Nonelderly patients have more negative perceptions of patient-provider communication than the elderly
Research Activities, July 2009, No. 347
Effective communication between health care providers and patients can substantially influence patient behaviors and health outcomes. Nonelderly patients have more negative perceptions of this communication than the elderly, according to a new study. Researchers found that individuals aged 18 to 64 years were less likely than those 65 and older to report that their provider always listened to them, always showed respect for what they had to say, and always spent enough time with them. Patients aged 25 to 44 years were similarly less likely to report positive perceptions of communication with their provider, although the perceptions of those between 45 and 64 years were somewhat closer to the oldest group. Patient age was less associated with perceptions about how usual care providers engaged patients in shared health care decisionmaking.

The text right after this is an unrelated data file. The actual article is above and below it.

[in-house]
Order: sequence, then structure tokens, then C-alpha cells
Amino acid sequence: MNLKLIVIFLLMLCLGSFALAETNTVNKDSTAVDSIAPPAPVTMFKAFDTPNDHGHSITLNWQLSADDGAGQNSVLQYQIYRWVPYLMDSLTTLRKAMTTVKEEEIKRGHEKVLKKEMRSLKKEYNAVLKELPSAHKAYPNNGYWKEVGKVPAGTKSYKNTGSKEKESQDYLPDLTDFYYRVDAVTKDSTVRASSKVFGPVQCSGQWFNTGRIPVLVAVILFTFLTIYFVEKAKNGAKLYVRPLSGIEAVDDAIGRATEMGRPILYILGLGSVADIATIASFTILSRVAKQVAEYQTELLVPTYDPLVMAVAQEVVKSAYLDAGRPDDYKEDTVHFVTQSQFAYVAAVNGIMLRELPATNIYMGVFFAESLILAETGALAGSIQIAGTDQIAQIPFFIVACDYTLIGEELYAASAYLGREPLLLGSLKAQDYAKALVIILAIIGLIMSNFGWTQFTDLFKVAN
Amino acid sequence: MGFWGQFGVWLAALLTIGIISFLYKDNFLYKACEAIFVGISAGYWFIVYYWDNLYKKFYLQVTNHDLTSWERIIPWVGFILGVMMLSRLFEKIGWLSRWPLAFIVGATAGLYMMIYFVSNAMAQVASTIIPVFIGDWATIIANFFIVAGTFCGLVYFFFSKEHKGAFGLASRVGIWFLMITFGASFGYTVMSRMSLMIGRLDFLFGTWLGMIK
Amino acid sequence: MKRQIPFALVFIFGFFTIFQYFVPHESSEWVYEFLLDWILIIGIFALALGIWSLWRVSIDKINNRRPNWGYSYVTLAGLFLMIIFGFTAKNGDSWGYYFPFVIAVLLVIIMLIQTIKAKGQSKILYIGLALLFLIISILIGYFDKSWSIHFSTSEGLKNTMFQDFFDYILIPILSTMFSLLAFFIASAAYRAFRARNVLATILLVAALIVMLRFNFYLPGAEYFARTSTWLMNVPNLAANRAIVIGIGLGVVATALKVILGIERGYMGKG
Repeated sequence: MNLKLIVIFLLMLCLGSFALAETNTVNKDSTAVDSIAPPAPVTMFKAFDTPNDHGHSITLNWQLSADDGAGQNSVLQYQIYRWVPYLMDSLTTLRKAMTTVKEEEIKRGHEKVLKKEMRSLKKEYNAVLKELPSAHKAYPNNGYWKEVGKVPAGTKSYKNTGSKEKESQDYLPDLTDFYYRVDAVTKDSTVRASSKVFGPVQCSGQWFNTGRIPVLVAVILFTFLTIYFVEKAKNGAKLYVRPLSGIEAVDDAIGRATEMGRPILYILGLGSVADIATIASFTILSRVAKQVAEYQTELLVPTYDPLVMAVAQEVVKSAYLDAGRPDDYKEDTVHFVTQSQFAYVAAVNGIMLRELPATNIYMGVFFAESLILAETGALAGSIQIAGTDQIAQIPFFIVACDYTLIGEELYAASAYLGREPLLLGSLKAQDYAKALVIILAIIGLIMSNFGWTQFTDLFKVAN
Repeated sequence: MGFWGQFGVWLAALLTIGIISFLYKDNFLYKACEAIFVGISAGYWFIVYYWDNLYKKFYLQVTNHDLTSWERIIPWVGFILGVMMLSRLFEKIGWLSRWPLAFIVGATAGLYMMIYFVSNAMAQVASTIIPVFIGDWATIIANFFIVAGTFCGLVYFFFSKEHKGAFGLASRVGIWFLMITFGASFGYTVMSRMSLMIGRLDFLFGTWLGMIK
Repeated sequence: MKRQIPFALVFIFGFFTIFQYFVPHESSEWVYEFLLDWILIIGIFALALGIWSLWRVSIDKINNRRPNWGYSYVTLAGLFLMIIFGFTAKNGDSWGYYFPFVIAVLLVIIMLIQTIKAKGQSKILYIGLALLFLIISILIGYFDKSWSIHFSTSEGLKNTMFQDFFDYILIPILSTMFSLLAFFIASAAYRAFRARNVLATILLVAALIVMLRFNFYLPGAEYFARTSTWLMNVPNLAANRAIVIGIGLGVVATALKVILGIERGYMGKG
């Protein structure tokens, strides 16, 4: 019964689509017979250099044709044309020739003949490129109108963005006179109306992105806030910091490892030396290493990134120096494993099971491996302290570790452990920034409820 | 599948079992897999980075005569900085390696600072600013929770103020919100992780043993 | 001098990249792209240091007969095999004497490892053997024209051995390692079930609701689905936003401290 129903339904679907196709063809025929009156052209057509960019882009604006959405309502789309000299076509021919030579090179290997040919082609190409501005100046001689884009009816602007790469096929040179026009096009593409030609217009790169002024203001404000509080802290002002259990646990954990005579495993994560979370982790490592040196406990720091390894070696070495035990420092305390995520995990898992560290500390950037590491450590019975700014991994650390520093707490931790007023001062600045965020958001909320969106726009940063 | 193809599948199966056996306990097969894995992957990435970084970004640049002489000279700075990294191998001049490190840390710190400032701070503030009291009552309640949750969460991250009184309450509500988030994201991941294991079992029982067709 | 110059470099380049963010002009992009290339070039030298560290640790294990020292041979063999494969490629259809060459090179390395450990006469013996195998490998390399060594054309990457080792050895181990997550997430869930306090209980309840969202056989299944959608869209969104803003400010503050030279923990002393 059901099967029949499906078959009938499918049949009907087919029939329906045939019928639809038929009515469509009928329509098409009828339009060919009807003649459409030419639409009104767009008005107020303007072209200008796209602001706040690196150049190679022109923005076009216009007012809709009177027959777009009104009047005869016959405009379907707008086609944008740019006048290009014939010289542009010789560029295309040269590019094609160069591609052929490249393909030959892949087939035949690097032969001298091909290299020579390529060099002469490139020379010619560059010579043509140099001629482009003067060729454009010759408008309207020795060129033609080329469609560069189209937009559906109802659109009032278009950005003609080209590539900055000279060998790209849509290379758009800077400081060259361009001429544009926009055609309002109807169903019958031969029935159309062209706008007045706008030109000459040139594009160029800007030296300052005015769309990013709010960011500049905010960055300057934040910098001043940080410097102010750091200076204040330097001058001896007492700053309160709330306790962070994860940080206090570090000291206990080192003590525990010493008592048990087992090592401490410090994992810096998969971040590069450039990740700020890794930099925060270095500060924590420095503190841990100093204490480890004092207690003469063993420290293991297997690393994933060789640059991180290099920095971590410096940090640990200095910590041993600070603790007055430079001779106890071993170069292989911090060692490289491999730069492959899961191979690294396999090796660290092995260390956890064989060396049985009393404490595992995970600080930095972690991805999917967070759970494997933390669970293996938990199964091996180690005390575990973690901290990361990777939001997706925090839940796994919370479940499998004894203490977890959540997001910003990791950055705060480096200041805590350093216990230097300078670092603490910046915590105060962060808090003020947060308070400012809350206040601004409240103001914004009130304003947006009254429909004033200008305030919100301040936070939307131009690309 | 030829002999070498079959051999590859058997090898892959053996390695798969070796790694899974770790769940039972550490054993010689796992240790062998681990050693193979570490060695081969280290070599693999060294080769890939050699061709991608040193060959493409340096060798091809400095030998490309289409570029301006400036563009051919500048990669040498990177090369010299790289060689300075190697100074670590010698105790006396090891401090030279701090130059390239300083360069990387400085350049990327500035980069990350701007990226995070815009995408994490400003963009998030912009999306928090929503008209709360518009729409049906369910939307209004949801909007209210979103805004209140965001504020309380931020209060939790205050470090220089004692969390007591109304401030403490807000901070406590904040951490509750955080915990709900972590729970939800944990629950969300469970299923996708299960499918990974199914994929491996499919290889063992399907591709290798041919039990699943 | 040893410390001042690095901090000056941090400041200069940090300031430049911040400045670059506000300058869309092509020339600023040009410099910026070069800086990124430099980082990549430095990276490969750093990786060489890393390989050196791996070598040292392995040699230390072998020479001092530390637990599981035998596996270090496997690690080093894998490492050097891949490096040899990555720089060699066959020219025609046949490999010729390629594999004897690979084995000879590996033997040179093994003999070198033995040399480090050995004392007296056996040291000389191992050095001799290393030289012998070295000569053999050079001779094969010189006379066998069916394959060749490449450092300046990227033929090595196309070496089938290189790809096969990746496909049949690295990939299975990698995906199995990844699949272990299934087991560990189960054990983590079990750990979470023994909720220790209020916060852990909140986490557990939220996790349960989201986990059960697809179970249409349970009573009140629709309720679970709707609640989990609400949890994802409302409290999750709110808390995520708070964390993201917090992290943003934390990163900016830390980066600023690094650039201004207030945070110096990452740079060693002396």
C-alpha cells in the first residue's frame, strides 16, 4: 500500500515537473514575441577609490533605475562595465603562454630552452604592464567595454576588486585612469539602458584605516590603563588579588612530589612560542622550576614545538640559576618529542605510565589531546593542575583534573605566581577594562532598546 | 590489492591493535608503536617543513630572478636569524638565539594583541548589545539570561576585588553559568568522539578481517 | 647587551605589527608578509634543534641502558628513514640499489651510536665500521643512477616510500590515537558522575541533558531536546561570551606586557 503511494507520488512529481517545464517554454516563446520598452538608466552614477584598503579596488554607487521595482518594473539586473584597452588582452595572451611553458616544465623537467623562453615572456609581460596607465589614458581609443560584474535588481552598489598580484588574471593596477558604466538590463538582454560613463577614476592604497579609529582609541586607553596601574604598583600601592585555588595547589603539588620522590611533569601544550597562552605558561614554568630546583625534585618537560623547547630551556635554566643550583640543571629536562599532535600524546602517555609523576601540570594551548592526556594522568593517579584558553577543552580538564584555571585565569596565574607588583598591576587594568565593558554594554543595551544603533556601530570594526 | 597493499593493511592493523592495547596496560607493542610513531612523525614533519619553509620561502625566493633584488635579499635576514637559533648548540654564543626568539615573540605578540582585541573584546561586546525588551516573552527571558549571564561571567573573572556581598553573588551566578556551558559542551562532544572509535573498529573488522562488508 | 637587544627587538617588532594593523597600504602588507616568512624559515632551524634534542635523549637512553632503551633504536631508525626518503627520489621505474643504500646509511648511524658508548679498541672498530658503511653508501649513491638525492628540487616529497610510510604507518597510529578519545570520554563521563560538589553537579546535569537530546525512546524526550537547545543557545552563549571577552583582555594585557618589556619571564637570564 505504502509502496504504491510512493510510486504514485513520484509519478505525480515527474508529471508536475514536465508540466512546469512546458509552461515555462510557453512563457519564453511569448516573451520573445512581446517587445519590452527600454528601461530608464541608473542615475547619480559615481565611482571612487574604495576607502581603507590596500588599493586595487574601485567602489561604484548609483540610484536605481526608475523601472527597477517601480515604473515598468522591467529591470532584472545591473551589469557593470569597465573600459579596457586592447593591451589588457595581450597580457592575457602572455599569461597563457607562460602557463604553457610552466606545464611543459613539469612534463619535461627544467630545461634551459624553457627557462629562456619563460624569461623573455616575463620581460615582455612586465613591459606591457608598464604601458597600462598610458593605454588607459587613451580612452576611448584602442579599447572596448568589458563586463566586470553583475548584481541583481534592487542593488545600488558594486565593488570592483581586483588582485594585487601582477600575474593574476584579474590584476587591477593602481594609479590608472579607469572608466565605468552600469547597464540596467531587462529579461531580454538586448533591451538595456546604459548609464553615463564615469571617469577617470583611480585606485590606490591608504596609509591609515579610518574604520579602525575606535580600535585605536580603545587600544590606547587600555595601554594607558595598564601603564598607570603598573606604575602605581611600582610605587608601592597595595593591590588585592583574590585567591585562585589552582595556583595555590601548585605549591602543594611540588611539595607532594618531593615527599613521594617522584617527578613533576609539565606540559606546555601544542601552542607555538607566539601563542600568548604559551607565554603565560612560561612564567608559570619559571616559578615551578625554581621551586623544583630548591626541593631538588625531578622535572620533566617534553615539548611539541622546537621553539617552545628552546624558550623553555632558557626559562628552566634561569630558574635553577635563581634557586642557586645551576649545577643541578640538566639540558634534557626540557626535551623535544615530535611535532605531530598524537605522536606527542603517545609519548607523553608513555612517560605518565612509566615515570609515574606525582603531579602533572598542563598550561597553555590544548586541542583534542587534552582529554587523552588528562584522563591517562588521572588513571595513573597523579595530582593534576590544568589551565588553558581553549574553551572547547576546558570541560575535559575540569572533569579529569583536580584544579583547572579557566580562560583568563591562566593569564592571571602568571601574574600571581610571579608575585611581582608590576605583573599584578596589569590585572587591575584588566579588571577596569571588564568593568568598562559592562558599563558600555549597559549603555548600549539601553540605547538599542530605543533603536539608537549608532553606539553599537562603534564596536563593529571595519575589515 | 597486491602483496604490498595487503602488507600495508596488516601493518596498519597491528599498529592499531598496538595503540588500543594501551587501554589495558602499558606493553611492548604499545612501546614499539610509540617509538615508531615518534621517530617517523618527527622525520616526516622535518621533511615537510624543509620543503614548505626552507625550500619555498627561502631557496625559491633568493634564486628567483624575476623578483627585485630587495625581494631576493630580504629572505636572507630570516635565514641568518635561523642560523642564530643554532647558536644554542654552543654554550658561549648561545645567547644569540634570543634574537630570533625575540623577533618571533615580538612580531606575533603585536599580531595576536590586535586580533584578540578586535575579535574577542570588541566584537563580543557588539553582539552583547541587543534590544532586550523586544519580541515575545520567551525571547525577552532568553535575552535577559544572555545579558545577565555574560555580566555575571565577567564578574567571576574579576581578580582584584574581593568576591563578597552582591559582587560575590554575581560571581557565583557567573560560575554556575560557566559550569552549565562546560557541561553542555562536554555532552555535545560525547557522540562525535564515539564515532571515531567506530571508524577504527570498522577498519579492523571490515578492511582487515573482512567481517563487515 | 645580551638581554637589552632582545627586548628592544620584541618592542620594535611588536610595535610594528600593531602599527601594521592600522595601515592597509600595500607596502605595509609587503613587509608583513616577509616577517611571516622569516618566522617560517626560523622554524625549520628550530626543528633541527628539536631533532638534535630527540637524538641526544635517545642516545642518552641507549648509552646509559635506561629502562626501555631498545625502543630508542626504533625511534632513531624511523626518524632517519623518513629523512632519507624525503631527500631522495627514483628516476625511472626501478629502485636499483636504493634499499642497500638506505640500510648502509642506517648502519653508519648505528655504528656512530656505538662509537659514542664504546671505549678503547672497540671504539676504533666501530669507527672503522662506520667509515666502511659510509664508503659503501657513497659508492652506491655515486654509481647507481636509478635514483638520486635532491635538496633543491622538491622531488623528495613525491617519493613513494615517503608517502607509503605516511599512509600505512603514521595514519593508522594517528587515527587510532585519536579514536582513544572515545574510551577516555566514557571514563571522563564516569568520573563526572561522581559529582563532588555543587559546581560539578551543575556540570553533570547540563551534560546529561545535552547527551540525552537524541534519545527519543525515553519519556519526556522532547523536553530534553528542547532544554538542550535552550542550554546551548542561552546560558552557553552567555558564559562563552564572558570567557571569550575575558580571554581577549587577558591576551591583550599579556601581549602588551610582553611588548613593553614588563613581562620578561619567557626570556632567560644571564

Adults between 18 and 44 years were less likely to report that their usual care provider(s) included them in health care decisionmaking compared with the oldest group. However, there was no significant difference in this area between the oldest group and those 45 to 64 years. There were no significant differences among the various age groups in their responses to the question of how often a usual care provider gave them some control over treatment. It's not clear whether younger patients have higher expectations for communication, whether age itself influences how different patients perceive similar interactions, or if physicians simply communicate differently with older patients, notes Jennifer E. DeVoe, M.D., D.Phil., of the Oregon Health and Science University.
Dr. DeVoe and fellow researchers analyzed data from the 2002 Medical Expenditure Panel Survey. They examined the association between patient age and six outcomes related to communication and decisionmaking autonomy. They controlled for other factors affecting patient-provider communication such as gender, race/ethnicity, family income, and education. The study was supported in part by the Agency for Healthcare Research and Quality (HS14645 and HS16181). See "Patient age influences perceptions about health care communication," by Dr. DeVoe, Lorraine S. Wallace, Ph.D., and George E. Fryer, Jr., Ph.D., in the February 2009 Family Medicine 41(2), pp. 126-133.